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Vindication! (Avodah Zarah 2a)

It is nighttime, Sunday, April 9, Chol HaMoed Pesach. Easter is ending. Last night I ended a text conversation by wishing a Christian friend of mine “Happy Easter.” I immediately regretted doing so. I don’t believe in the premise of Easter (Jesus Christ’s resurrection); I believe it is a false holiday.

Earlier today I spent some time with a friend learning Masechet Avodah Zarah, daf 2a (the first daf). The masechta opens up with a Mishna prohibits certain dealings with idolaters in the three days leading up to an idolatrous holiday, in order not to contribute to the happiness of the idolaters. There are actually two versions of the Mishnah: one which uses a word for ‘holiday’ derived from the Hebrew word for ‘calamity’, and the other which refers to ‘holiday’ with a word derived from ‘witnesses.’ The version which uses the calamitous word has its basis in Deuteronomy 32:35: “for the day of their calamity is near”, referring to idolatrous nations. The version which uses the witness-word has its basis either in Isaiah 43:9: “Let them produce their witnesses and be vindicated, and let them hear, and say, ‘It is true!’”, referring to idolaters admitting the righteousness of the Jews at the coming of the Messianic era (I am skipping over a machloket regarding this second verse which I see as irrelevant to this drash). At the bottom of 2a is a story about the confusion of idolaters at the End of Days and the reward for those who were engaged in Torah. This story quotes Genesis 25:23: “One people shall be mightier than the other people”, God’s explanation to Rivkah of the Jacob-Esau situation brewing in her belly. Finally of note is that this story, on 2b, explicitly mentions the Roman Empire as an idolatrous nation.

First, some general observations. Presented with a Mishnah regarding commercial relations with idolaters before their festivals, the Gemara consciously frames its discussion with scriptural references to the End of Days, the Messianic era, in which the righteous will ultimately be vindicated and the evil exposed and punished. The verses from Isaiah portrays a cosmic trial in which the nations (i.e. Israel and the idolatrous nations) will be tried for their faithfulness, or lack thereof, to God. Israel (of course) will be vindicated, and the idolaters will admit their fault. The verse from Genesis and the reference to Rome play on an important Rabbinic trope: the identification of Esau with Rome and idolatry in general, as opposed to Jacob, representing Israel and Judaism. Why does the Gemara go in this direction?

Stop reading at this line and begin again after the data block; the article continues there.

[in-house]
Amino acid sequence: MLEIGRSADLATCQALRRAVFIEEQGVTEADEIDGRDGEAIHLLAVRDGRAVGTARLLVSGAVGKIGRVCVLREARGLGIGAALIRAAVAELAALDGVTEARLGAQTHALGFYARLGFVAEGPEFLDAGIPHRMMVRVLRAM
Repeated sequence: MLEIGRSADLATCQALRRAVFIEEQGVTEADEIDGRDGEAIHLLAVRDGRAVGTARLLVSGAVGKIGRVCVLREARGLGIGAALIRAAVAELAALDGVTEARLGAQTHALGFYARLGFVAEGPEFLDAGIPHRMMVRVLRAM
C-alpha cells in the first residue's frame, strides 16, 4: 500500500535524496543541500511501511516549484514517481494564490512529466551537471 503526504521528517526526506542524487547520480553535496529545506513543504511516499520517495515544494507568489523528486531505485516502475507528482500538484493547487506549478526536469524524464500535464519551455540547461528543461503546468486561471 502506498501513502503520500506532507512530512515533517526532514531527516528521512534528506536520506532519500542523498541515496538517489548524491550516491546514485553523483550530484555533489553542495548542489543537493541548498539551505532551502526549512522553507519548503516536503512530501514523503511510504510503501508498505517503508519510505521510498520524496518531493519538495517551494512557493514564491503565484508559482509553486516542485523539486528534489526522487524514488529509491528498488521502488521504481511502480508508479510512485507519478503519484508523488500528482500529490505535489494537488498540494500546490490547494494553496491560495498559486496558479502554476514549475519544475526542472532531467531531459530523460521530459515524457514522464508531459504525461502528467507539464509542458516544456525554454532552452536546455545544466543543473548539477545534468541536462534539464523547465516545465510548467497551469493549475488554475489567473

It helps to think about the historical periods in which the Torah and Mishnah were formed. The Torah was given in a time when kingdoms were nation-states, ethno-religious entities. The people of Israel were to literally kill and drive out idolaters from the Promised Land upon arrival. This makes sense; to tolerate idolaters physically would be to tolerate idolatry ideologically. That’s just the way the Biblical world worked, and it was realistic to violently expel a people from a land. Fast forward to the Judea of the Mishnah. Jews are ruled by Romans, many of whom live among them. It was not realistic, not feasible to physically separate Israel from the idolatrous nations, Judaism from idolatry. The Jews couldn’t just drive out the Romans by the sword (though they did try on multiple occasions). However, tolerating idolatry is antithetical to Judaism. The truth of Judaism necessitates the falsity of idolatry. If Judaism were to tolerate idolatry, it nullifies itself and is no longer Judaism, and the Jewish people are no longer really Jewish and are in danger of dissolution. The Torah itself prescribes a war against idolatry! How then, do the Rabbis maintain this sense of war, lack of toleration for idolatry, and the sense of Jewish particularity that they engender in a world in which violence is no longer an option?

The answer: they regulate behavior between Jews and idolaters. In this case, it is commercial behavior surrounding holidays, which is the perfect case to achieve exactly what they want. Here’s why: observance of a holiday testifies to its origin story. For example, observance of Easter testifies to Christ’s resurrection, Pesach to Yetziat Mitzrayim, etc. When I refuse to contribute to your festive celebrations, I am challenging, I am denying, your testimony. It is a sort of commercial war, the ban on commerce pre-holiday, a commercial war which reflects an ideological war. It also reinforces the ethno-religious barrier between Israel and the nations. Thus, it maintains the integrity of Jews and Judaism by channeling the anti-idolatrous tendency into a practical channel.

In terms of the focus on the Messianic future, this follows naturally from the idea of holidays as testimony to the truth of a religion. The fact is that we don’t know whether Judaism is true or Christianity or Islam or any other religion. We can be quite convinced, but we don’t know. We feel, though, that we are correct, and we therefore look forward to a day on which we will be vindicated. We hope that one day it will no longer be a matter of dispute; Judaism and its holidays will be demonstrated true. Especially when we are oppressed by bigger, stronger nations like Rome, and it feels like the whole world is laughing at the Jews’ claims, we hope for vindication.

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